If you’re relocating in 2022, one thing to plan for early that a lot of people don’t consider until the last minute is how your vehicle is going to get from here to there.

“If you’re moving a short distance, car transportation probably isn’t a concern because you’ll likely drive your vehicles yourself to your new location,” said Scott Chesarek, CEO and co-founder of J&S Transportation. “When you’re making a cross-country move, however, car transportation is a must.”

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He offered the following tips:

  • Choose an open transport carrier vs. an enclosed carrier: The shipping rate, on average, for an enclosed transport is 40% to 50% more than an open transport carrier.
  • Ship your vehicles in the offseason, if possible: The busiest and most expensive months of the year in the auto transport industry are June through August. The slowest and least expensive months are December through February.
  • Be flexible with your pickup and delivery times: If you tell a broker or carrier that your car must be picked up or delivered by a specific date, you’ll almost always pay a premium to entice a driver to meet your deadline. The cheapest way to ship a car is to be flexible.

Know Who You’re Dealing With

The moving industry — particularly long-distance moving — is teeming with shady players who you probably wouldn’t want to trust with the physical possession of everything you own. Do your homework.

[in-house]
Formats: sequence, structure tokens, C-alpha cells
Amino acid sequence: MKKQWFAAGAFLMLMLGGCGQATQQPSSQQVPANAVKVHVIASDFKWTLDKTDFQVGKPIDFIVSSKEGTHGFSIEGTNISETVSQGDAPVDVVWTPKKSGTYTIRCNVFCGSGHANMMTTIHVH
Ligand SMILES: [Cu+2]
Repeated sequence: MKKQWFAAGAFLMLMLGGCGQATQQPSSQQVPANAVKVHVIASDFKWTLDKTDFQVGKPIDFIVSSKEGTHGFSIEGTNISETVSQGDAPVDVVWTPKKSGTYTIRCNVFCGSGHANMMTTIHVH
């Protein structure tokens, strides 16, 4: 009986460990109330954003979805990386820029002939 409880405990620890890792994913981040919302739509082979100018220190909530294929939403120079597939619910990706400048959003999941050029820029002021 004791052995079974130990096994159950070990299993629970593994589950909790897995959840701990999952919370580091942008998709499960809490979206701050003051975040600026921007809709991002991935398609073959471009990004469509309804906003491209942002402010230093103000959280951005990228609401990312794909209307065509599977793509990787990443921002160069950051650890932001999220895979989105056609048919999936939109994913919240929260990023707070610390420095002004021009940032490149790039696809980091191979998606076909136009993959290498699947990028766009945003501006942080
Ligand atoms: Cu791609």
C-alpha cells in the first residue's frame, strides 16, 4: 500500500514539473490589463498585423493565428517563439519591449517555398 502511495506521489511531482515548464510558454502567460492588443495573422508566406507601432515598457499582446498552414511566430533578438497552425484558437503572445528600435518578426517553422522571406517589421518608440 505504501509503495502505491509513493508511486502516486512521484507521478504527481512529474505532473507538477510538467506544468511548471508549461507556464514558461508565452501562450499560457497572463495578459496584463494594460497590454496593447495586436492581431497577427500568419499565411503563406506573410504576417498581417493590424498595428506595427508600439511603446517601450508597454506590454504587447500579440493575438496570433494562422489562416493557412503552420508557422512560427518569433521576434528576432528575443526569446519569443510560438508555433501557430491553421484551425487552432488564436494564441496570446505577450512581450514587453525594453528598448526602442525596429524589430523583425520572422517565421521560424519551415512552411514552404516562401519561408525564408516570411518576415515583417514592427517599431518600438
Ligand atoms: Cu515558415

“When you’re picking your moving company, it’s imperative that they are licensed, bonded and insured,” said Joseph Giranda, director of commercial relations at commercial shipping company CFR Rinkens. “This protects your cargo in the event of damage, theft or loss. Also, make sure your moving company will be the one who is handling your move, as some companies will outsource to third parties who may be untested and unreliable. Don’t leave specialized shipping in the hands of brokers or obscure local movers.”

A Few Final Tips

GOBankingRates heard from several experts, and there was a majority consensus on the following money-saving suggestions: 

  • Be packed, organized and ready to go quickly by your move date. Movers are paid by the hour, and you rent moving trucks by the day. When the big day arrives, time is money.
  • Use things such as blankets, towels and linens in place of bubble wrap.
  • Put the word out to friends and family members to save their boxes and packaging from Amazon or wherever else so you can avoid buying things they’re getting rid of anyway.
  • Ask friends who moved recently for leftover supplies.
  • Move in the offseason — the winter — and avoid the busy summer months.
  • Move during the week instead of on the weekend.
  • Budget a little extra to bribe friends and family members to pitch in on the big day — many hands make light work.

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About the Author

Andrew Lisa has been writing professionally since 2001. An award-winning writer, Andrew was formerly one of the youngest nationally distributed columnists for the largest newspaper syndicate in the country, the Gannett News Service. He worked as the business section editor for amNewYork, the most widely distributed newspaper in Manhattan, and worked as a copy editor for TheStreet.com, a financial publication in the heart of Wall Street's investment community in New York City.